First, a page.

• The two women in their petition stated that the lack of a legal structure around their relationship became increasingly stark when they tried to bring each other on as nominees in insurance and financial plans, just as a married couples did. “The petitioners’ relationship is not recognised when they need to apply for address verification of their passport, or apply for a joint bank account, or co-own assets,” their plea stated. Additionally, the couple could not take medical decisions for each other if the other partner was unable to consent to a medical procedure or take end-of-life decisions, their plea contended.
  • “The petitioners wish to have the protection of the bundle of rights that a marriage provides, so that they are not trying to get authorities to acknowledge their relationship for every entitlement or right that married couples would get automatically
  • The two men in their petition sought for the legal recognition of their status as a married couple, and to be able to secure the rights, privileges, and benefits for each other appurtenant to the legal recognition of marriage in India. They claimed that their plea for registration of marriage was rejected by the Indian consulate at New York on the ground that they were of the same sex.
  • They argued that the right to marry a person of one’s choice had been expressly recognised as being a facet of the right to life and liberty under Article 21 of the Constitution of India.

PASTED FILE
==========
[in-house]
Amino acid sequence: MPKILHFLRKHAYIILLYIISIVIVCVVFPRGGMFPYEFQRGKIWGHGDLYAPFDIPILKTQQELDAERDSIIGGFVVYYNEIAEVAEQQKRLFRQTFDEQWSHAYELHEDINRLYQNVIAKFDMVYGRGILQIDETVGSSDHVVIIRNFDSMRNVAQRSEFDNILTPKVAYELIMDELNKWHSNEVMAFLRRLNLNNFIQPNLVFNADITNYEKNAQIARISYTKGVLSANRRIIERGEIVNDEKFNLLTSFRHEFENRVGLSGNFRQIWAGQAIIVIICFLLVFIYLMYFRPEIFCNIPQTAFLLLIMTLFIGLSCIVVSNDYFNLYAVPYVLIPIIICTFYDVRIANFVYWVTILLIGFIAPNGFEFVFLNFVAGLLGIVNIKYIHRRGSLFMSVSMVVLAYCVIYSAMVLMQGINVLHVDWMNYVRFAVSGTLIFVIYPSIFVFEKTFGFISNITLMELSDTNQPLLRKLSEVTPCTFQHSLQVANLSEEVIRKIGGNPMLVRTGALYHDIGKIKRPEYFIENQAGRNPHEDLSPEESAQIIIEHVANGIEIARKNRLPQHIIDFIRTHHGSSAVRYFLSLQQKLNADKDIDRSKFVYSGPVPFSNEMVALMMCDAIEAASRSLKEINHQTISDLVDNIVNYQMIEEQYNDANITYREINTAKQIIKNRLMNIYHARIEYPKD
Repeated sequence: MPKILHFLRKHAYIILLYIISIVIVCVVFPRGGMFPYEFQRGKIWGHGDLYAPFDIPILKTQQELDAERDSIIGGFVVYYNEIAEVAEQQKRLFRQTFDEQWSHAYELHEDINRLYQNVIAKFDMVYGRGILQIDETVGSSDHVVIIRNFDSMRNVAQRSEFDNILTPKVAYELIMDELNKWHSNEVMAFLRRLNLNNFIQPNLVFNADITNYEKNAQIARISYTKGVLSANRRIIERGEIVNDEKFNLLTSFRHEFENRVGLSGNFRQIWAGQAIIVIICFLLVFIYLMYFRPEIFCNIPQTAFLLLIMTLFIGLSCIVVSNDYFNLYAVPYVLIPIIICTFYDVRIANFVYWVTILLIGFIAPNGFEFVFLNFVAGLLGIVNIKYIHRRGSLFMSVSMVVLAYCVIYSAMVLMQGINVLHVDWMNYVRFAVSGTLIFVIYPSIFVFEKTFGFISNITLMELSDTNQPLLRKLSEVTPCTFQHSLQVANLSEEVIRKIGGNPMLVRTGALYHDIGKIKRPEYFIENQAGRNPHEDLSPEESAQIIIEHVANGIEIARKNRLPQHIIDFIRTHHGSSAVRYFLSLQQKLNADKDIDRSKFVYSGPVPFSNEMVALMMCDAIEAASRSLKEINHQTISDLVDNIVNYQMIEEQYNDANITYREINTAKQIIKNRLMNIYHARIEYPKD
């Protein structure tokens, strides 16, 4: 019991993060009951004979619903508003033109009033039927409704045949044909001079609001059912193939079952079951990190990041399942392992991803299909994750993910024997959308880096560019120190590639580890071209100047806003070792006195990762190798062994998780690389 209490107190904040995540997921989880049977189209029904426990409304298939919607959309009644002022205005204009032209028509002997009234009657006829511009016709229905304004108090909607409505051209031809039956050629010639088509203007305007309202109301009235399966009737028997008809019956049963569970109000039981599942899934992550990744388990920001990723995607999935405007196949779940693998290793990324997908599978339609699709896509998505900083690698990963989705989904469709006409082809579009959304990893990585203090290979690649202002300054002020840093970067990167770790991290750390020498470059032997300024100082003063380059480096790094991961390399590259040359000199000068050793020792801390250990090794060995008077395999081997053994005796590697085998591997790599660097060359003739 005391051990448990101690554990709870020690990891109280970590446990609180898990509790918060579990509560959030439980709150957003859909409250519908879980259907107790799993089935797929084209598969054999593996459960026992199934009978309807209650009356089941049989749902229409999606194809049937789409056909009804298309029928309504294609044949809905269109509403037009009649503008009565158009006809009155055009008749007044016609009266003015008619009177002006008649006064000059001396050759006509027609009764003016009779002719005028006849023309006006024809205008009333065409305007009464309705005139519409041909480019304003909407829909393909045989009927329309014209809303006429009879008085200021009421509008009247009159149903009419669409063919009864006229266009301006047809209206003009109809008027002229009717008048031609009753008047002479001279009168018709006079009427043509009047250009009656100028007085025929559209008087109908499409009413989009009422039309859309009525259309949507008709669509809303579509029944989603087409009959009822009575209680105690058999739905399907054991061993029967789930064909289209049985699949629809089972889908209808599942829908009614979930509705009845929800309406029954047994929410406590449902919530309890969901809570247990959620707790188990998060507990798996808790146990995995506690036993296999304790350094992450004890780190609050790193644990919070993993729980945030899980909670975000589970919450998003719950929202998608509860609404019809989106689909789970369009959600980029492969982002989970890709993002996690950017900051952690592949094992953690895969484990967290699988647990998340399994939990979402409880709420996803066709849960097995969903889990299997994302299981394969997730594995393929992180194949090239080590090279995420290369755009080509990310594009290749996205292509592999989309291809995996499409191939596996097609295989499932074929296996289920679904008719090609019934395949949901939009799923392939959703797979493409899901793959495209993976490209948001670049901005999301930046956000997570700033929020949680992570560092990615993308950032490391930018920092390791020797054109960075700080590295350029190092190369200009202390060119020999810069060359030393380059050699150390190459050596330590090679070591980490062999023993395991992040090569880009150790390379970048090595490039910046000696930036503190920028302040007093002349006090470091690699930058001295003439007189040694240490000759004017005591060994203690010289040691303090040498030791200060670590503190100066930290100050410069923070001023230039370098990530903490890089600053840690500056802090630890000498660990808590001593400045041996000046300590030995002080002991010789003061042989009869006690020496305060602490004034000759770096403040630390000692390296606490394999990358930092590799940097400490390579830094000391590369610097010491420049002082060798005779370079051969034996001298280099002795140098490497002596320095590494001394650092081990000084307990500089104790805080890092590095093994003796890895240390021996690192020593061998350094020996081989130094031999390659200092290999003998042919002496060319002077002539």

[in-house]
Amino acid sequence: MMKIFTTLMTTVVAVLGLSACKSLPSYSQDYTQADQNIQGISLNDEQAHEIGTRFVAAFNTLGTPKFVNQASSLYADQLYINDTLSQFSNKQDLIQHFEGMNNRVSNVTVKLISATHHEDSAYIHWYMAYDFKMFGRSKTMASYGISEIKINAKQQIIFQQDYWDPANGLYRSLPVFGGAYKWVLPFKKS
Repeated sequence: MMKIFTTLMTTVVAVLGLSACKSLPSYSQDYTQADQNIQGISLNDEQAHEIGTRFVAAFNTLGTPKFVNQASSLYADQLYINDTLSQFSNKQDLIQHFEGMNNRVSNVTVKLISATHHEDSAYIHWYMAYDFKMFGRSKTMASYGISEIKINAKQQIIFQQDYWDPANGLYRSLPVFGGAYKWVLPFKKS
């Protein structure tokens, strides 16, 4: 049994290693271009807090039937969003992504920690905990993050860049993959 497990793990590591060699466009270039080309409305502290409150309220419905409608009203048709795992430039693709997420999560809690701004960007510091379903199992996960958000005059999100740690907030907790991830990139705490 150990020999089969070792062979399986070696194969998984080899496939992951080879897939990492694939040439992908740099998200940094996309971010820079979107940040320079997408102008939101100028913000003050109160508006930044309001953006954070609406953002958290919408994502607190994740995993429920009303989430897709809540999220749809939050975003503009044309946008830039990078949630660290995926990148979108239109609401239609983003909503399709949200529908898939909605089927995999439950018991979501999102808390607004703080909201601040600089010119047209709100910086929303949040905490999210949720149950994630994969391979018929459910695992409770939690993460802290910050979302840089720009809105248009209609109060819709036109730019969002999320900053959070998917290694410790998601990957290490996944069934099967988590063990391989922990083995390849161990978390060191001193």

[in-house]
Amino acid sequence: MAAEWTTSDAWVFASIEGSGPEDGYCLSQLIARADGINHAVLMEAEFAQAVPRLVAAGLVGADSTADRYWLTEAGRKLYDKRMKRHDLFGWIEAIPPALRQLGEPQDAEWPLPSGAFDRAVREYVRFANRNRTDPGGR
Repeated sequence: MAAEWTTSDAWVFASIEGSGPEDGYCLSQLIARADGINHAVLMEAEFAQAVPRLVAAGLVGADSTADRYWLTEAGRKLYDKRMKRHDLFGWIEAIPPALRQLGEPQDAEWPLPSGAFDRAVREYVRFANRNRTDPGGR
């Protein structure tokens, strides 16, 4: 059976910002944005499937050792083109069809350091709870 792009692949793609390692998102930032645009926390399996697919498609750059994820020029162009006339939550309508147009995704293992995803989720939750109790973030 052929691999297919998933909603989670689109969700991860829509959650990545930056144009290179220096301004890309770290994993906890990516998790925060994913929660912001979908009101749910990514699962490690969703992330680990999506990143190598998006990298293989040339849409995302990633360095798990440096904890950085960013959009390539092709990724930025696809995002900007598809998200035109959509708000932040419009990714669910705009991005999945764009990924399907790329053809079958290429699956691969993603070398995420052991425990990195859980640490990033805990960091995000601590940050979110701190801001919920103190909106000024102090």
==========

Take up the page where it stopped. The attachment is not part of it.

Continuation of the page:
4 . Strengthening Teaching-Learning and Results for States (STARS) project 

Context : The Union Cabinet has approved a project partially funded by the World Bank to carry out a reform agenda in the governance of school education, and improve data and assessment systems at the national level, as well as teaching and learning outcomes in six States, especially for early childhood and vocational education.

About STARS Project

  • The STARS project seeks to support the states in developing, implementing, evaluating and improving interventions with direct linkages to improved education outcomes and school to work transition strategies for improved labour market outcomes.
  • The overall focus and components of the STARS project are aligned with the objectives of National Education Policy (NEP) 2020 of Quality Based Learning Outcomes.
  • The Project envisions improving the overall monitoring and measurement activities in the Indian School Education System through interventions in selected states.
  • The project shifts focus from the provision of inputs and maintaining of outputs to actual outcomes by linking the receipt and disbursement of funds to these outcomes.